Sixth BDS national conference sheds light on movement’s intentions and terrorist affiliates

A view of the BDS National Conference held in Ramallah in the West Bank in March 2019. Credit: BDS National Committee via Facebook.

By Eliana Rudee

(JNS) — At the sixth BDS National Conference on March 16 in Ramallah, the BDS National Committee presented a comprehensive 2019-2020 strategic plan for the movement, focusing on expanding boycott practices, implementing a strict “anti-normalization” policy with Israel and seeking to lobby key international organizations such as the European Union against Israel.

Conference workshops were focused on BDS policies, labor sectors and trade unions, normalization standards and BDS efforts in the Palestinian territories. Raising eyebrows within the Jewish and international community, the conference was supported and promoted by the terror-affiliated Palestinian National and Islamic Forces, and attended by leaders of the Popular Front for the Liberation of Palestine and the Palestinian Liberation Front.

According to BDS experts Brig. Gen. (res.) Yossi Kuperwasser and Dan Diker, project director for the Program to Counter Political Warfare and BDS at the Jerusalem Center for Public Affairs, the organizers’ affiliations and cooperation with terrorist groups indicate that BDS is aimed at annihilating the Jewish state — the political form of terrorism.

Currently led by Omar Barghouti, founding committee member of the Palestinian Campaign for the Academic and Cultural Boycott of Israel, the BDS movement “globally exports political warfare and support for terrorism as evidenced by co-equal membership by international Palestinian, Islamic and Arab terrorist organizations on the BDS National Committee,” Diker told JNS.

“BDS is the complementary activity of the terrorist organizations,” similarly stated Kuperwasser, director of the Project on Regional Middle East Developments at the Jerusalem Center for Public Affairs, and formerly director general of the Israel Ministry of Strategic Affairs and head of the Research Division of IDF Military Intelligence.

“With heavy involvement of terrorist activists, BDS is supporting the same goals as terrorism — delegitimizing Israel — with a different way of action,” he told JNS.

‘Something that should be fought against’

Conspicuously, both Diker and Kuperwasser agreed that by promoting anti-normalization, BDS clearly shows that it does not aim to help the Palestinians, as the Palestinians are the ones who gain the most by normalizing and working together with Israelis, whereas Israel would do just fine without cooperating with the Palestinians in business.

Kuperwasser noted that 100,000 Palestinians work in Israel proper and tens of thousands more in joint projects with Jews in the West Bank industrial zones. Thus, he said, enforcing anti-normalization would mean that many Palestinians would lose their livelihoods and income.

“The Palestinian working public has demonstrated a deepening interest in working closely with Israel, proving that BDS does not represent the 30,000 Palestinian men and women working in 14 industrial zones of Area C of West Bank, together with Israelis and protected by Israeli labor law,” said Diker.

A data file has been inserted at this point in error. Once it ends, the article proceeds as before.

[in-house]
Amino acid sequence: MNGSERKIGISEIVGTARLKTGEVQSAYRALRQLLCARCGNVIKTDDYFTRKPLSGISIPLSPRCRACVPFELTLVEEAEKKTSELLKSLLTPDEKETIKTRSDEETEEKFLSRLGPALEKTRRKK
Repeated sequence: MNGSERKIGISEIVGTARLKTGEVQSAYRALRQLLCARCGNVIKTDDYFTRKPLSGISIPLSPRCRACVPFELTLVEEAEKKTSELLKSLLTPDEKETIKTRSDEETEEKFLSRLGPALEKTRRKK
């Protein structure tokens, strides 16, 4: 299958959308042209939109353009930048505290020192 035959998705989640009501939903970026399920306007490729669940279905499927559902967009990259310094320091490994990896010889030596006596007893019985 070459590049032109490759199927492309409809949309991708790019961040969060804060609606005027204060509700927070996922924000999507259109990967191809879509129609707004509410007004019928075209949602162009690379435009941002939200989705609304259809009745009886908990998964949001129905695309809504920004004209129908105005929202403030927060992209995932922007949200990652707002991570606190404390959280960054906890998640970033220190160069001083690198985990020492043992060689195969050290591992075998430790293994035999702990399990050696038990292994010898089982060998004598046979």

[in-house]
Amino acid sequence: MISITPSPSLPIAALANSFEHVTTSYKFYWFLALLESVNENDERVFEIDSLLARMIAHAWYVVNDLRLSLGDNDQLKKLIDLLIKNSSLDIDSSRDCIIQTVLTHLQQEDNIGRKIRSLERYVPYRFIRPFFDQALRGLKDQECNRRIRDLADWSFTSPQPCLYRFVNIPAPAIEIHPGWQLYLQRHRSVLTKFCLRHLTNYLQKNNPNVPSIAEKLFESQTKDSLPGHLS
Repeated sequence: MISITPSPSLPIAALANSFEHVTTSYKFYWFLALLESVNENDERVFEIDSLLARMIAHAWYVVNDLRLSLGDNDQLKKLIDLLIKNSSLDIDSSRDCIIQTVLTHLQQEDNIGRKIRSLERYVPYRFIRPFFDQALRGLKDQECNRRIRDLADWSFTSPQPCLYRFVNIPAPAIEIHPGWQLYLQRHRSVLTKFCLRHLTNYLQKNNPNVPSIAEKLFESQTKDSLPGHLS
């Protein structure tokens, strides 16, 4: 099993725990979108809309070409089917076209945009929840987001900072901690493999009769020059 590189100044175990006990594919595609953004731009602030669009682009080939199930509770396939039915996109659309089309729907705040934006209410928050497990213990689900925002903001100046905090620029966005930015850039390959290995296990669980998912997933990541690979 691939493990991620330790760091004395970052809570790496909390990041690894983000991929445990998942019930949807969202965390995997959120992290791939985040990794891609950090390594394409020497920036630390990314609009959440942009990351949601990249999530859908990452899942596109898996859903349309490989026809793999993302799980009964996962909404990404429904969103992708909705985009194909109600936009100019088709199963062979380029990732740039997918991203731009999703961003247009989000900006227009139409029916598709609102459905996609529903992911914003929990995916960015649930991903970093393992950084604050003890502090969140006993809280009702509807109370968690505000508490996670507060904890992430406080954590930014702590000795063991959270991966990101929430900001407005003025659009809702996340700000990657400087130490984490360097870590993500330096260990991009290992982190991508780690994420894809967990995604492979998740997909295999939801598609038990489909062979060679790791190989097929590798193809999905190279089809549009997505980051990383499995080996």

“What we witnessed through the BDS National Conference is an even greater suicidal tendency of the Palestinian NGOs in the BDS movement by showing they would prefer to destroy the Palestinian political and economic future in service of destroying the Jewish state,” he added.

With such overt and negative implications and affiliations, Kuperwasser maintained that it’s becoming easier and easier to see through the BDS movement’s true intentions. Even notorious critics of Israel like Norman Finkelstein and Noam Chomsky have come out against BDS, saying “we can be critical of Israeli policies, but we are not in favor of destroying it.”

“Many people around the world and in the mainstream have come to the conclusion that BDS is something that should be fought against,” said Kuperwasser. “Neither conservatives nor liberals want to collaborate with terrorists, and now understand that BDS aims to destroy Israel and represents the new face of anti-Semitism.”

Diker noted that U.S. House Reps. Rashida Tlaib’s (D-Mich.) and Ilhan Omar’s (D-Minn.) reliance on anti-Semitic tropes to make their cases in support of BDS, together with the spike of anti-Semitic assaults and harassment from college campuses to the public square in the name of BDS, has triggered larger questions about the BDS movement.

These questions have led to growing condemnation by European leaders of BDS as a demonstrably anti-Semitic crusade — from British Prime Minister Theresa May to German Chancellor Angela Merkel to French President Emmanuel Macron, “who have all said that BDS is simply a repackaged anti-Semitism,” continued Diker.

However, he argued, this perspective has not yet filtered through to the European public, whose blind support for Palestinian leadership has left them in a “fantasy world, believing that BDS is a grassroots, peaceful organization dedicated to pave the way to a Palestinian state next to Israel.”

“This is false,” said Diker. “BDS maintains that there should be no political coexistence with a Jewish entity, and anything short of replacing Israel with the 23rd Arab, Palestinian and Islamic state is a loss. And BDS leaders are radical activists whose sole objective is to isolate, delegitimize and dismantle the state of Israel as we know it today.”

Following the national conference and in order to expose the BDS movement for what it is, Diker suggested that American and Jewish mainstream, as well as European, leaders must “hold up the evidence of BDS’s active support for terror and political warfare against the Palestinians’ Jewish neighbor.”